Quality and cost of student lunches brought from home

Michelle L Caruso, The University of Texas School of Public Health


This study examined the quality and cost of lunches brought from home by students from 12 schools (4 intermediate/8 elementary) in one Houston area school district. In the fall of 2011, 243 elementary and 95 intermediate students were anonymously observed during lunch. Foods brought from home and amounts eaten were recorded along with student grade level and gender. Data were entered into NDSR diet analysis software. Nutrient and food group content were calculated and compared to current National School Lunch Program (NSLP) guidelines. A grocery list was prepared from foods brought from home. Per-serving prices for each item were collected from 3 grocery stores in the study area. Lunches brought from home compared unfavorably to current NSLP nutrition standards, which enable children to meet the Dietary Guidelines for Americans. As provided, lunches from home contained more average sodium and fewer servings of vegetables, fruits, whole grains and fluid milk than school meal standards. On average, lunches from home also contained ½ serving of dessert, ⅔ serving of chips, and 4 ounces of sweetened beverage, which are items that are not permitted for reimbursable school meals. Cost of packed lunches averaged $1.93 for elementary and $1.76 for intermediate students. Low-income intermediate students had significantly higher priced ($1.94) lunches than their peers ($1.63). Packed lunch quality and cost should be further investigated, but these results document the need for methods and strategies to enable families to prepare healthy lunches from home for students.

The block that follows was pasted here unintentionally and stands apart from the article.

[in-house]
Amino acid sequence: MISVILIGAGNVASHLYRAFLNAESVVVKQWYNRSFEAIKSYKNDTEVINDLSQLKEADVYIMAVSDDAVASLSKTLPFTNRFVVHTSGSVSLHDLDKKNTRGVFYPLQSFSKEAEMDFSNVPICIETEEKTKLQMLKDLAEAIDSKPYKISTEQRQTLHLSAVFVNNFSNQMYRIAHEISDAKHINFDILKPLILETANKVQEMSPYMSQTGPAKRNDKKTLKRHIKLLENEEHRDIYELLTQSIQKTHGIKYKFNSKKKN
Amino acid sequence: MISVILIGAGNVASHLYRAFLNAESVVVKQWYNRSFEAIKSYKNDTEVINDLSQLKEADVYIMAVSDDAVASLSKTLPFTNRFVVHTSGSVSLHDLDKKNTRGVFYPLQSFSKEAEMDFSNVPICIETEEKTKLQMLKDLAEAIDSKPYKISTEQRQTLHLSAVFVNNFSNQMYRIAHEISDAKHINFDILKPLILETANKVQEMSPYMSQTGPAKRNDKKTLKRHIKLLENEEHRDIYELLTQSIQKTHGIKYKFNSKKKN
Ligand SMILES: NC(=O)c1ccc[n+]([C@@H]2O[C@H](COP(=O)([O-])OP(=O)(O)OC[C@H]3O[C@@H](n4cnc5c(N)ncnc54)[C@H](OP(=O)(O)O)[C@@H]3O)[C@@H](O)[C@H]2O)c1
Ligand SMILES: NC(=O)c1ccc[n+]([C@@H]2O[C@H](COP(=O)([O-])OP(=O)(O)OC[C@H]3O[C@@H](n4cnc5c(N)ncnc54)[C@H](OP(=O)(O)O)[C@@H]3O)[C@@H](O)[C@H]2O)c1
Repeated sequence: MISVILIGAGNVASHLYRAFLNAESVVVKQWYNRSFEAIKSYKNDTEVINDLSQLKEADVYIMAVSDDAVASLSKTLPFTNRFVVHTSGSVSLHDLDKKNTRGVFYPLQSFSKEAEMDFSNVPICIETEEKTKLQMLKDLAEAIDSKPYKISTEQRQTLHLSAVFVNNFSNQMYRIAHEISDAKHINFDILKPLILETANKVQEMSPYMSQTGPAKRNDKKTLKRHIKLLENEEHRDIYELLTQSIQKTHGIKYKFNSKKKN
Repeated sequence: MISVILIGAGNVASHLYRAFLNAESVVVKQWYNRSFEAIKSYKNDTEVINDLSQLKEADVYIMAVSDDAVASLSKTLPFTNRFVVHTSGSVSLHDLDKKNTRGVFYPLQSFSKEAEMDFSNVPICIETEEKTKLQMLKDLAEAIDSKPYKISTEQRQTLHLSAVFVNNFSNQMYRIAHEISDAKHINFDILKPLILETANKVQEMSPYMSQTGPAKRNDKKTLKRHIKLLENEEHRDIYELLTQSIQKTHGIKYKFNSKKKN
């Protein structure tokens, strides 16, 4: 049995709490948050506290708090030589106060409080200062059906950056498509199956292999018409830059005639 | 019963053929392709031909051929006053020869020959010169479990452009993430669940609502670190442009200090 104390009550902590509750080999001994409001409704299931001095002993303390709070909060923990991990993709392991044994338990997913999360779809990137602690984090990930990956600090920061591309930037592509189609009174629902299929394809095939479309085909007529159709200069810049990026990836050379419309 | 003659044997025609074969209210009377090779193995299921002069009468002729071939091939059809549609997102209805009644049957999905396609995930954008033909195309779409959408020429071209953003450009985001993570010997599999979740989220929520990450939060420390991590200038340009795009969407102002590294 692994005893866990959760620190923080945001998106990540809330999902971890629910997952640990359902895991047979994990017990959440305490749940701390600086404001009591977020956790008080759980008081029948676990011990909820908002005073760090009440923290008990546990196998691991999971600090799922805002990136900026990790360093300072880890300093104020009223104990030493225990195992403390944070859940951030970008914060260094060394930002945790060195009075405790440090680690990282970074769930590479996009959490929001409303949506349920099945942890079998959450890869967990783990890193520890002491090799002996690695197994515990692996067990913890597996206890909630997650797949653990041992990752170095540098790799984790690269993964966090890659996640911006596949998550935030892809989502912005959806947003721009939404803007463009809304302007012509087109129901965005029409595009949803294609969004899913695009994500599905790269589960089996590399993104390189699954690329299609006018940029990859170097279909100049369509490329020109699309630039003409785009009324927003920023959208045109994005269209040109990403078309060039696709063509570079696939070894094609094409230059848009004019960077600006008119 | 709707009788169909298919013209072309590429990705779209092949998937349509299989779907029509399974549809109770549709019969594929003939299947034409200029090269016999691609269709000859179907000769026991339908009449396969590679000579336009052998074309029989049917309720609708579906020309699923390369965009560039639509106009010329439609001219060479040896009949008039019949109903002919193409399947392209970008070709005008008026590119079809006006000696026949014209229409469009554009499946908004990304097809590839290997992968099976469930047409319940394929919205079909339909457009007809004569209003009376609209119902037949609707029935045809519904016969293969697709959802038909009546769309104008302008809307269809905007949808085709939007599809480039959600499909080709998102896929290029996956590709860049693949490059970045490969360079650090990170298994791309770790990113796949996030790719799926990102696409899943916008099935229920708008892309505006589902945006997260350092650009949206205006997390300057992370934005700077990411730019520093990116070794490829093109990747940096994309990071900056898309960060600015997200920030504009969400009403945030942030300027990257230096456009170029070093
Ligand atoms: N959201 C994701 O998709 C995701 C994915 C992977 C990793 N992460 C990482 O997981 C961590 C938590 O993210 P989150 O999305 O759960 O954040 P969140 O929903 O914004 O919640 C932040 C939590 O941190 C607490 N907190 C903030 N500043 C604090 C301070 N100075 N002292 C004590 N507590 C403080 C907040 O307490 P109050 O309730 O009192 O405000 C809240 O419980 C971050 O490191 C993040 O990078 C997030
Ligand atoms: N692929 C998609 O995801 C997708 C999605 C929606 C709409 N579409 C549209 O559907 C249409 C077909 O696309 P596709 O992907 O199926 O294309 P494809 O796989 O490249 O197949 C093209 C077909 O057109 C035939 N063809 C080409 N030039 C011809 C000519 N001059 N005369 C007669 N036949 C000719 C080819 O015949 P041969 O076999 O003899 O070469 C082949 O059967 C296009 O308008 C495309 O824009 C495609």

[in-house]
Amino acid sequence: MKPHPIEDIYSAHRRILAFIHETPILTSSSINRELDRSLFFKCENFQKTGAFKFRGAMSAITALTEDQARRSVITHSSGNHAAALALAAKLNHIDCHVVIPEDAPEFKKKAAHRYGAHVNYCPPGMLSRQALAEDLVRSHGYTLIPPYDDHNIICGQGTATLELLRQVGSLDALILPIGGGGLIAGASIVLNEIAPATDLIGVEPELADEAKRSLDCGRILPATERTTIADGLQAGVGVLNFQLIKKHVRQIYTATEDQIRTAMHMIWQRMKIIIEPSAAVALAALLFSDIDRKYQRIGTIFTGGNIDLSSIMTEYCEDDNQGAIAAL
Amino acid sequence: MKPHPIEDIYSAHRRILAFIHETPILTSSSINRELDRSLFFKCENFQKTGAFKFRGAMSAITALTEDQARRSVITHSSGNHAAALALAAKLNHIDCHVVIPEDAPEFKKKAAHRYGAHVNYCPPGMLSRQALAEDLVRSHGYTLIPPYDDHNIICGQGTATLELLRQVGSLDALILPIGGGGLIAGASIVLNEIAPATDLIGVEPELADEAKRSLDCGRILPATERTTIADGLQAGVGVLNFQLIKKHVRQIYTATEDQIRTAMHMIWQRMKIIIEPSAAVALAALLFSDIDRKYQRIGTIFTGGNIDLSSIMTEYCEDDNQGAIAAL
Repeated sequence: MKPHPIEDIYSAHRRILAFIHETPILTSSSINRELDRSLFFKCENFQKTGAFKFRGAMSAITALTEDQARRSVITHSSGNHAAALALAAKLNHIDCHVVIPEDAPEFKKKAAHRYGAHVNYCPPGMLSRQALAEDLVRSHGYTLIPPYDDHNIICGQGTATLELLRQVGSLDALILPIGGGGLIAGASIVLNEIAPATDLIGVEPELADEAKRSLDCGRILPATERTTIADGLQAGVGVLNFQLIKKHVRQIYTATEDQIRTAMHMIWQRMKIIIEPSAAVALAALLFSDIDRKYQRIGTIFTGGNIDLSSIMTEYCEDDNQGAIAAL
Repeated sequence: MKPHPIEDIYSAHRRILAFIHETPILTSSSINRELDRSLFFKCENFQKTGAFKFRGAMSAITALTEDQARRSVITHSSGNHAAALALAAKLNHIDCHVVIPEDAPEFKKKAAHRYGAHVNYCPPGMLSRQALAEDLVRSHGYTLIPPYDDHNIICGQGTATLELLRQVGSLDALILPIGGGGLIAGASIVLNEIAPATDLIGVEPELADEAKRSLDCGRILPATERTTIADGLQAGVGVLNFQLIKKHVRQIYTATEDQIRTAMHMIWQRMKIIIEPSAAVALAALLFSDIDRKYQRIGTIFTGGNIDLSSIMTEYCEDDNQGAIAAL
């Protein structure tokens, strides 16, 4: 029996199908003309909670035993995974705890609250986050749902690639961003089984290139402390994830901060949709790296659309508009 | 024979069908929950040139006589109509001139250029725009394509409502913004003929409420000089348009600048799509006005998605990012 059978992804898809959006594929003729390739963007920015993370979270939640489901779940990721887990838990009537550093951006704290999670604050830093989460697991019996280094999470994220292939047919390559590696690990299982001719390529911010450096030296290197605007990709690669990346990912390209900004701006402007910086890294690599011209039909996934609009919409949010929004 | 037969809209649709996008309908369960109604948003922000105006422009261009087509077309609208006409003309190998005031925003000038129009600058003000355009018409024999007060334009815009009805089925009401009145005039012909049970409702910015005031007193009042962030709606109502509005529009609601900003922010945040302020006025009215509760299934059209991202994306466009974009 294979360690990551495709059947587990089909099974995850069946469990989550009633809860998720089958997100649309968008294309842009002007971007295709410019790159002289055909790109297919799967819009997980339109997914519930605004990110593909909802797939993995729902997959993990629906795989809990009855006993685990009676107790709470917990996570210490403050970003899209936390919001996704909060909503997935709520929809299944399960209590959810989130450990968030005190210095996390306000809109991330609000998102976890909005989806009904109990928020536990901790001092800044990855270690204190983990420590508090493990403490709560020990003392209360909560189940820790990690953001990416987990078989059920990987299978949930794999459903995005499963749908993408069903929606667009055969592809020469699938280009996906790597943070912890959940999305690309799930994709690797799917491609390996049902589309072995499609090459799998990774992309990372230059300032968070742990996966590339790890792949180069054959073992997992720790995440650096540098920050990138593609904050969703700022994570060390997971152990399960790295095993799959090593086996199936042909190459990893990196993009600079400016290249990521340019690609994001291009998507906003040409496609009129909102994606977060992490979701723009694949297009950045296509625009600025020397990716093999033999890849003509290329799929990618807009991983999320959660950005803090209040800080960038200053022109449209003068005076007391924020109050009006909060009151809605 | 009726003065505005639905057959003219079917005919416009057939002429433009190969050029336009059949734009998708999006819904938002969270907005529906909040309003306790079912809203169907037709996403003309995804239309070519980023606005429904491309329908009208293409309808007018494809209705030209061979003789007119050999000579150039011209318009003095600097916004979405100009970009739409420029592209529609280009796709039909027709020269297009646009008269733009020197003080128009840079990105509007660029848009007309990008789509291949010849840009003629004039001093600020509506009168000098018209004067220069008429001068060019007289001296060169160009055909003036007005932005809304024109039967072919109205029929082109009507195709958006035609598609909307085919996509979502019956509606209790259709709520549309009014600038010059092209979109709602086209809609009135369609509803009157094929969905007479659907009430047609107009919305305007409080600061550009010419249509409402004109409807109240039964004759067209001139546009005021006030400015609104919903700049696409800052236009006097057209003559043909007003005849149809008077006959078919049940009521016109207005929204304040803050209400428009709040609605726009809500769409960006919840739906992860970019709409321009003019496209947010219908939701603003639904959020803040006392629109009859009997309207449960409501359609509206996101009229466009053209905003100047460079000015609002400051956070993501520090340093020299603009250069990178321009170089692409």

Subject Area

Nutrition|Public health

Recommended Citation

Caruso, Michelle L, "Quality and cost of student lunches brought from home" (2013). Texas Medical Center Dissertations (via ProQuest). AAI1552312.